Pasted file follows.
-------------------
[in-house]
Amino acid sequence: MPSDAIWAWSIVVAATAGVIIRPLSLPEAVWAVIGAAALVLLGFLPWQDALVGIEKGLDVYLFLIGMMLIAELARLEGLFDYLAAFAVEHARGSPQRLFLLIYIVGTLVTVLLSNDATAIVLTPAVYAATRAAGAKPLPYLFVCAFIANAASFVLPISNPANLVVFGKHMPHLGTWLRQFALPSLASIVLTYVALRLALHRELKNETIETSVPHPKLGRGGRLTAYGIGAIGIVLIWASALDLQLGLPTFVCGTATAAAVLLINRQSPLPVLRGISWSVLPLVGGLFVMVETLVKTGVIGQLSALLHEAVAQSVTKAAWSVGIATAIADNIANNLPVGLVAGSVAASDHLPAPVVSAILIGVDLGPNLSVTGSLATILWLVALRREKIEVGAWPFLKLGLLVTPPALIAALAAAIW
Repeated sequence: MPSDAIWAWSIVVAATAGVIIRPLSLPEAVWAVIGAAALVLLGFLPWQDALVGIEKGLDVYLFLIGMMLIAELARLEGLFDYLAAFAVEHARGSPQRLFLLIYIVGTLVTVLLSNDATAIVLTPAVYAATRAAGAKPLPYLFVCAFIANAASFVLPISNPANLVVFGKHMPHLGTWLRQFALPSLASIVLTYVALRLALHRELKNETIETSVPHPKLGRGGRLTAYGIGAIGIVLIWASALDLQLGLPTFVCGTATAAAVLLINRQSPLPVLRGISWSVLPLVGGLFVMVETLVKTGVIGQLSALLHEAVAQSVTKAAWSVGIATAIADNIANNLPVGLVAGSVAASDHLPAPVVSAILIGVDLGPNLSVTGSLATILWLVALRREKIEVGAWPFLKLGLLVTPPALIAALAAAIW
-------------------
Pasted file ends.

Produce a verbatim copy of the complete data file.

[in-house]
Amino acid sequence: MPSDAIWAWSIVVAATAGVIIRPLSLPEAVWAVIGAAALVLLGFLPWQDALVGIEKGLDVYLFLIGMMLIAELARLEGLFDYLAAFAVEHARGSPQRLFLLIYIVGTLVTVLLSNDATAIVLTPAVYAATRAAGAKPLPYLFVCAFIANAASFVLPISNPANLVVFGKHMPHLGTWLRQFALPSLASIVLTYVALRLALHRELKNETIETSVPHPKLGRGGRLTAYGIGAIGIVLIWASALDLQLGLPTFVCGTATAAAVLLINRQSPLPVLRGISWSVLPLVGGLFVMVETLVKTGVIGQLSALLHEAVAQSVTKAAWSVGIATAIADNIANNLPVGLVAGSVAASDHLPAPVVSAILIGVDLGPNLSVTGSLATILWLVALRREKIEVGAWPFLKLGLLVTPPALIAALAAAIW
Repeated sequence: MPSDAIWAWSIVVAATAGVIIRPLSLPEAVWAVIGAAALVLLGFLPWQDALVGIEKGLDVYLFLIGMMLIAELARLEGLFDYLAAFAVEHARGSPQRLFLLIYIVGTLVTVLLSNDATAIVLTPAVYAATRAAGAKPLPYLFVCAFIANAASFVLPISNPANLVVFGKHMPHLGTWLRQFALPSLASIVLTYVALRLALHRELKNETIETSVPHPKLGRGGRLTAYGIGAIGIVLIWASALDLQLGLPTFVCGTATAAAVLLINRQSPLPVLRGISWSVLPLVGGLFVMVETLVKTGVIGQLSALLHEAVAQSVTKAAWSVGIATAIADNIANNLPVGLVAGSVAASDHLPAPVVSAILIGVDLGPNLSVTGSLATILWLVALRREKIEVGAWPFLKLGLLVTPPALIAALAAAIW